Caldo Xóchitl (Simple Chicken Soup)

The weather is starting to cool down, so it’s time to share one of the many soups in my repertoire.

Caldo Xóchitl is a simple chicken soup from Mexico, a carryover of traditional, pre-Columbian fare, when soup (and corn) were dietary staples in the region. The word Xóchitl itself means “flower” in the Nahuatl (Aztec) language, but the original meaning behind this name is lost to history. I’ve read that this soup may have originally coincided with the daysign Xóchitl in the Aztec and Maya calendars; think of it like the astrological or Chinese zodiac signs, based off a specific day of the year that is governed by the goddess Xochiquetzal. Another, perhaps more practical theory is that squash blossoms may have simply been added to the soup when in season.

While chicken is more commonly served in this soup today, chickens were likely first introduced after Columbus’ voyage to the Americas in 1492 (there is some evidence that there were chickens in South America, via Polynesia, but that debate rages on). Either way, turkeys were available, so if you’re up for it, use turkey meat instead. We’re going to season the soup broth with a few New World spices, to give just a hint of depth to the recipe.

Caldo Xóchitl - Simple Chicken Soup (Gluten-free, Paleo, Primal, Whole30)

  • Servings: 4
  • Difficulty: Easy

1 small whole chicken (~3 lbs), broken down, or 2 lbs bone-in chicken or turkey breasts, thighs, or mixture
2 cloves garlic, smashed
2 tsp kosher salt, more to taste
6 whole black peppercorns
3 whole fennel or anise seeds
1 whole clove
8 whole coriander seeds
1 lime, divided

1 bunch cilantro or 1/2 bunch culantro, torn or chopped
1 small onion, finely chopped (3/4 cup chopped), soaked in cool water for 10 mins and drained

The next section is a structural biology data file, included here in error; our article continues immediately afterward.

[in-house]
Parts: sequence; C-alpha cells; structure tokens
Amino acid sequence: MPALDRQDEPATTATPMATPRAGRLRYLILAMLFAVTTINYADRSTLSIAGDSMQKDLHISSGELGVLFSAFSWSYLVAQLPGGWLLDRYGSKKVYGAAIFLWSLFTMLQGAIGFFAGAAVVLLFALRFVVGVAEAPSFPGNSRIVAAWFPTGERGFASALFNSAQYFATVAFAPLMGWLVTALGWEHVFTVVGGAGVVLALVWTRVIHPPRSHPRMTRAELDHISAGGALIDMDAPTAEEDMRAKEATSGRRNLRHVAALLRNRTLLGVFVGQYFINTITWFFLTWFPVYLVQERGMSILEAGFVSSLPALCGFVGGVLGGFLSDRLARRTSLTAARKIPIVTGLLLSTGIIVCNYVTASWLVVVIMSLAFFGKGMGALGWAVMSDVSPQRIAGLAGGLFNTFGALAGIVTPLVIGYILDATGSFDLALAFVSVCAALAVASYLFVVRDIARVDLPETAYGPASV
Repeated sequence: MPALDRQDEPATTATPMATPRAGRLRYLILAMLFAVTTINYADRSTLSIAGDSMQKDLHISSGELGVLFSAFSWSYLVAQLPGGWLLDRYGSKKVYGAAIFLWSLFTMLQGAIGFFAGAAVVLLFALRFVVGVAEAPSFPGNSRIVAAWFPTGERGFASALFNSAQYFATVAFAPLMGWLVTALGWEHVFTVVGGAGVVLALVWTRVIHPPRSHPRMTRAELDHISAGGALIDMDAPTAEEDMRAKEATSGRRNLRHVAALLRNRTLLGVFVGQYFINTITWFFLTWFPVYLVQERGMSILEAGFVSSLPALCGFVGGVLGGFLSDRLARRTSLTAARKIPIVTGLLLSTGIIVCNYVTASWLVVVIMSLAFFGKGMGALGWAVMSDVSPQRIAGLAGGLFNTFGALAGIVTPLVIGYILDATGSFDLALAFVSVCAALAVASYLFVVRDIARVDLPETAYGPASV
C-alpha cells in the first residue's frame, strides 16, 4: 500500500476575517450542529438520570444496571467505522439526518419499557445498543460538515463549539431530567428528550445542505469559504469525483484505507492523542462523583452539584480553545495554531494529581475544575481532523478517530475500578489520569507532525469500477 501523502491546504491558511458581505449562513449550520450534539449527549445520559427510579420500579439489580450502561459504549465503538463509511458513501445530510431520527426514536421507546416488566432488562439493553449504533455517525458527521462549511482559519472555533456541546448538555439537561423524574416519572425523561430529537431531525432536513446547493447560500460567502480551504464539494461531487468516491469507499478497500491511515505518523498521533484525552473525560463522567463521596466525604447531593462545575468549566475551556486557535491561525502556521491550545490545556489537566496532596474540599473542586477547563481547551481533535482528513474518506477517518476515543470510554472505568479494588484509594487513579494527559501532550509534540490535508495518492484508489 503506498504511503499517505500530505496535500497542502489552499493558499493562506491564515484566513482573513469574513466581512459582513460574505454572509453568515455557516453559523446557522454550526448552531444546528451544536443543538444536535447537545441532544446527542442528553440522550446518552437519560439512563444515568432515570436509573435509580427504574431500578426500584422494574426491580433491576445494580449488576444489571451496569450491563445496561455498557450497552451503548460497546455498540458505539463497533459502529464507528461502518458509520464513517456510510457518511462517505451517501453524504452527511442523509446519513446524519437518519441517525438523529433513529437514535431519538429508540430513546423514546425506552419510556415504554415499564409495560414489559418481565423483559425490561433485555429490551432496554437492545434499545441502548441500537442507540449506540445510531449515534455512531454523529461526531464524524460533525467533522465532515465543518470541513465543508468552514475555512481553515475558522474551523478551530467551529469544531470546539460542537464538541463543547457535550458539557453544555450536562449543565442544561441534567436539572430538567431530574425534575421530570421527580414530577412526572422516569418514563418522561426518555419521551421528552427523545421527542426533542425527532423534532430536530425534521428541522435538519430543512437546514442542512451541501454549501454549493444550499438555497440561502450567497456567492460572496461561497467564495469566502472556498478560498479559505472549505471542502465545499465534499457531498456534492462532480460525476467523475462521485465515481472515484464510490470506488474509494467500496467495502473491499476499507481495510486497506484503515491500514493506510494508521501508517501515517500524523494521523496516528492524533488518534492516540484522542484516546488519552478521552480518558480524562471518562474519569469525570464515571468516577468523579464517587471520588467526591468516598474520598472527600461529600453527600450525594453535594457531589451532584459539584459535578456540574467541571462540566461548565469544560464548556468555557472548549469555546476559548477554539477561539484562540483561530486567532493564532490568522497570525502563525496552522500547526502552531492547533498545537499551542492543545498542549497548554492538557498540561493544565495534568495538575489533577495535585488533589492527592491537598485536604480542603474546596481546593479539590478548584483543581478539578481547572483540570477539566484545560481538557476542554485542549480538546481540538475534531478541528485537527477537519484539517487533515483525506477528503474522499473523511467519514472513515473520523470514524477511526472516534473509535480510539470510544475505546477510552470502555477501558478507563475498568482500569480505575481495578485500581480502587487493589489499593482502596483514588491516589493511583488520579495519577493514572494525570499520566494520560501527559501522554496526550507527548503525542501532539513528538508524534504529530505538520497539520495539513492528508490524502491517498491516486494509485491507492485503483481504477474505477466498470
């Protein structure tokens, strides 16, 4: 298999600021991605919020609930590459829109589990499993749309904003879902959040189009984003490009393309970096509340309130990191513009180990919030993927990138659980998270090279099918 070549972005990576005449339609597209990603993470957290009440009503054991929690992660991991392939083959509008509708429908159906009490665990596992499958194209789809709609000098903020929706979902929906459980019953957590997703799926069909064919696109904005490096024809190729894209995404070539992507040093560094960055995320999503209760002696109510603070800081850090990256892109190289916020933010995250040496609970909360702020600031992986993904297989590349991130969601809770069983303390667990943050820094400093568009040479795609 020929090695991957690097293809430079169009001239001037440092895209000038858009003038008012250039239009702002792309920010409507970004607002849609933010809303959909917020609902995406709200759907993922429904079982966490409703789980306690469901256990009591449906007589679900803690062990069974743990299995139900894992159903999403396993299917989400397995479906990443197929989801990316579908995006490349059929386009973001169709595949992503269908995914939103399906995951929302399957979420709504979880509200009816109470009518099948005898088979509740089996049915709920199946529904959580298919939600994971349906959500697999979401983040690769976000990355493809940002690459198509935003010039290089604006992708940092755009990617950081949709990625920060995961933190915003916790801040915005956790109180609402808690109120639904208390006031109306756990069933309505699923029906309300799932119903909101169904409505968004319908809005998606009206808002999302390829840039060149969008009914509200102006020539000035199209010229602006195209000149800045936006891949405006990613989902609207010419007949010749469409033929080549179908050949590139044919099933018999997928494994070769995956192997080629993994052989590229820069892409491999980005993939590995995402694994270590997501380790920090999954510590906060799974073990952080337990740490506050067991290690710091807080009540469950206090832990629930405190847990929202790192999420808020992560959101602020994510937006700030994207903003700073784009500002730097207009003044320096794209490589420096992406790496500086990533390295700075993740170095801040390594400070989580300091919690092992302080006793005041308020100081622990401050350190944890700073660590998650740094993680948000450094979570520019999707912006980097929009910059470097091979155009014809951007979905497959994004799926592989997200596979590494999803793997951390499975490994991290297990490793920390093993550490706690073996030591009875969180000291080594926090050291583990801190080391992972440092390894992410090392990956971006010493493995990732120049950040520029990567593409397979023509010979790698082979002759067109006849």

2 just ripe avocados, sliced
2 jalapeño or serrano peppers, sliced
squash blossoms, torn (if in season)

1. Add the chicken to a stockpot and fill with enough water to cover the chicken. Bring to a boil over high heat, then reduce heat to medium-low and simmer for 5 minutes, skimming off any foam from the surface of the water. Stir in the garlic, salt, peppercorns, fennel, clove, and coriander. Simmer until the chicken meat can be easily torn with a fork, about 25 minutes for boneless breasts or thighs, 45 minutes for bone-in meat.

2. Using a slotted spoon or tongs, remove the chicken meat and set aside to cool, covered with a towel to keep from drying out, about 10 minutes. Pick the meat from the bones; using two forks, gently shred the chicken into bite-size pieces and distribute to 4 soup bowls.

3. Strain the soup broth through a fine sieve or colander, discarding the solids, then add the juice of ½ of the lime (about 1 tbsp); slice the other half of the lime into thin slices to serve with the soup. Season the soup with salt to taste, then ladle the broth into each soup bowl and serve with lime slices, cilantro, onion, avocado, and jalapeños.

*** This soup is easily doubled for larger crowds, or leftovers.

Note: In the year leading up to my new cookbook’s release, I will be regularly releasing these recipes to 1) maintain a continuing conversation with my readership and 2) give visitors to this site an opportunity to test and provide feedback before editing. For more information on this new approach, read my post here.

If you haven’t seen it already, don’t forget to grab my current deal with ButcherBox – two 10oz ribeyes (a $25 value) + $10 off new orders – which expires midnight Tuesday, October 3rd (that’s tonight!). See you next week!

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